Me gusta que cada mes nos dan una clase de seguridad sobre los peligros que uno puede haber, como incendios, cuáles son las puertas de salida, y luego hacen el, este el “Fire drill.” Y pues nos, nos dicen porqué pues es una planta muy grande, que hay muchas salidas, y pues la gente toda está regada, no sé tan pues acá ya que en el departamento allá donde el pollo ya va a salir, y pues tenemos diferentes salidas, cada departamento para salir, las puertas de salida de emergencia, y sí, la verdad, está bien.

Alessandra Caceres: Está bien, entonces, está bien que ellos ofrezcan ese entrenamiento, especialmente con mucha gente trabajando en un lugar nomás. ¿Usted con cuánta gente trabaja?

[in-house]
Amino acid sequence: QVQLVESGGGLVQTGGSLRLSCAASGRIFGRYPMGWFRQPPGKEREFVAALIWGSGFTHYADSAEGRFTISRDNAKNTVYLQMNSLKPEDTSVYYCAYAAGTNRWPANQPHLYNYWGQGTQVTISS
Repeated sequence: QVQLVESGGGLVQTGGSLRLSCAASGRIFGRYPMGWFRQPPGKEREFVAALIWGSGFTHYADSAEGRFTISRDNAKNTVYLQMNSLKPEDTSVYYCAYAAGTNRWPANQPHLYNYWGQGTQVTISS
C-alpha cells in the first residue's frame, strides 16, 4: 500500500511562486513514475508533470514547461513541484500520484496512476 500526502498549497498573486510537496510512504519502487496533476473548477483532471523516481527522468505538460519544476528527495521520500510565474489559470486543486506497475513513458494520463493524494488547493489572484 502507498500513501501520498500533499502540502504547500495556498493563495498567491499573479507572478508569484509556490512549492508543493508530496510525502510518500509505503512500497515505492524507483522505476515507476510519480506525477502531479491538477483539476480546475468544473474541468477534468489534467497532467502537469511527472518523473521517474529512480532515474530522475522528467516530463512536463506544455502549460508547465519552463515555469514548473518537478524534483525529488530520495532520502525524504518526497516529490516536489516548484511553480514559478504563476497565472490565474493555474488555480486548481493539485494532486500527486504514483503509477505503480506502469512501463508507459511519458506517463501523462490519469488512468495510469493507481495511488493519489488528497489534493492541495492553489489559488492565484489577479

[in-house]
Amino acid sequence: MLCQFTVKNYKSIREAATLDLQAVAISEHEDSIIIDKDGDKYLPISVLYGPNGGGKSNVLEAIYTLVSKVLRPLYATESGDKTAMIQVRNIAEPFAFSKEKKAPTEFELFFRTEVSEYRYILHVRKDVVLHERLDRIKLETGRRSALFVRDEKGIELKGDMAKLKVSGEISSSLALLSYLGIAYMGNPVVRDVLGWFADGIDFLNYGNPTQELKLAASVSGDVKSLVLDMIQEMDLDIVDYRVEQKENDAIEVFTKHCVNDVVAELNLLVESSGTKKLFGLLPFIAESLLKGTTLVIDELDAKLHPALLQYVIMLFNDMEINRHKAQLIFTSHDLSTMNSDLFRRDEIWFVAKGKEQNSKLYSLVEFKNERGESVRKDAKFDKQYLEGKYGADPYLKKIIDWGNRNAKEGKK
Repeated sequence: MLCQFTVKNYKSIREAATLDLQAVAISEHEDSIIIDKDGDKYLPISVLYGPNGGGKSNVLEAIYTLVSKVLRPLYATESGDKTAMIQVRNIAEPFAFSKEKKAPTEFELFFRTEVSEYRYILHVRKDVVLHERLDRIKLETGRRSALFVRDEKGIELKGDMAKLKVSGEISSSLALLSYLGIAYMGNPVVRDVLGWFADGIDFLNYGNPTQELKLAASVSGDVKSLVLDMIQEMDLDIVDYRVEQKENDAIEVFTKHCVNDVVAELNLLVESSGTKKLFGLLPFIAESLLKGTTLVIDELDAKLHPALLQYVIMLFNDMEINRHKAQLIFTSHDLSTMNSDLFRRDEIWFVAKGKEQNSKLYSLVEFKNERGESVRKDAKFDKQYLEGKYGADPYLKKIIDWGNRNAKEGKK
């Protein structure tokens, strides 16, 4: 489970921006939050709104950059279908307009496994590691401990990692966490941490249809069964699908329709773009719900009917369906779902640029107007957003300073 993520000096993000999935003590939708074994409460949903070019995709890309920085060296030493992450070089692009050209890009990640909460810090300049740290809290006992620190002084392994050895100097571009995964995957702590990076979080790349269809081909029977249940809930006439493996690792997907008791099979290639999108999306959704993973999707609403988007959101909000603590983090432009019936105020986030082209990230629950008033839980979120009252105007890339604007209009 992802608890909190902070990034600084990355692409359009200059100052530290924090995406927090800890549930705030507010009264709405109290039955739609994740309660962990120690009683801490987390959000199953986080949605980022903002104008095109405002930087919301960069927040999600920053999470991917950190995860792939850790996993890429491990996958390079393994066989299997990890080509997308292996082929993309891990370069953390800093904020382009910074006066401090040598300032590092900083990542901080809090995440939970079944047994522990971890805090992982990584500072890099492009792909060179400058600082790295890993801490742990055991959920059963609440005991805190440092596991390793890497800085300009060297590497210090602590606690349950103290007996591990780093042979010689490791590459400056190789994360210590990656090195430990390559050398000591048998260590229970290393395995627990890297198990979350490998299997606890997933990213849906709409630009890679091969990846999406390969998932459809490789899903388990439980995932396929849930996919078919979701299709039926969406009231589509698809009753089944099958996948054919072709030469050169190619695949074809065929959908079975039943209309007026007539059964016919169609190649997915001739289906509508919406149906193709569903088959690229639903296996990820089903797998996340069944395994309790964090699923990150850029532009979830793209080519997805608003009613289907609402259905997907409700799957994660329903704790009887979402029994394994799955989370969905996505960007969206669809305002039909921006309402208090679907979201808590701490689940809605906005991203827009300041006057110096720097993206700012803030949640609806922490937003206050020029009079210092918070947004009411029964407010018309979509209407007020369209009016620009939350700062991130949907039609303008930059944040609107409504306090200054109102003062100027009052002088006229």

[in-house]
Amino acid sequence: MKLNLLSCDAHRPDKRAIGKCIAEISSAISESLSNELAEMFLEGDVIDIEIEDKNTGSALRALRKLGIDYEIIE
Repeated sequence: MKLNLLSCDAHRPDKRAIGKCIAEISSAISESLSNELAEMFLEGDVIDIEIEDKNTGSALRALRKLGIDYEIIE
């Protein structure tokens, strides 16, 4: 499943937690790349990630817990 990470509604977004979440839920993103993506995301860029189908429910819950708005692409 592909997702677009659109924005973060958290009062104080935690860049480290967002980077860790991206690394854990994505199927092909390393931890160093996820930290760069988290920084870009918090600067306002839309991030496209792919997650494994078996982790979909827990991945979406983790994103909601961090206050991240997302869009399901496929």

Guadalupe Garcia: Sí, más o menos, pues la verdad, yo no tengo ni idea de cuántas personas sean, pero sí, es, es demasiada gente especialmente porque  como son dos turnos, el primero y segundo turno, y luego, pues los lavadores, sale el segundo turno, entran las personas que entran a lavar el, todo el piso puesto, a limpiar. 

Alessandra Caceres: Ah, ok. ¿Y es común que alguien tenga un accidente en el trabajo, o en algún momento usted ha tenido un accidente en el trabajo?

Guadalupe Garcia:  Sí, pues es común, porque hay veces que hay, pues, pollo tirado. Una vez en noviembre yo, incluso me caí, me resbalé una vez, porque iba con, con los cuchillos en la mano, porque los iba a poner en la línea, para cuando las personas llegaran a, a trabajar, como yo entraba temprano, yo le ayudaba a la señora a organizar los cuchillos, y los vasos que uno se pone aquí en el brazo y guantes. Y yo, pues, subí la escalera con los cuchillos, y pues no, no sé cómo me resbalé pero si me caí bien rápido, y pues hubo atención médica la verdad. Y luego, pues, como tenemos, pues, la enfermería, rápido lo llevan a una enfermería, y pues ya que lo atienden a uno.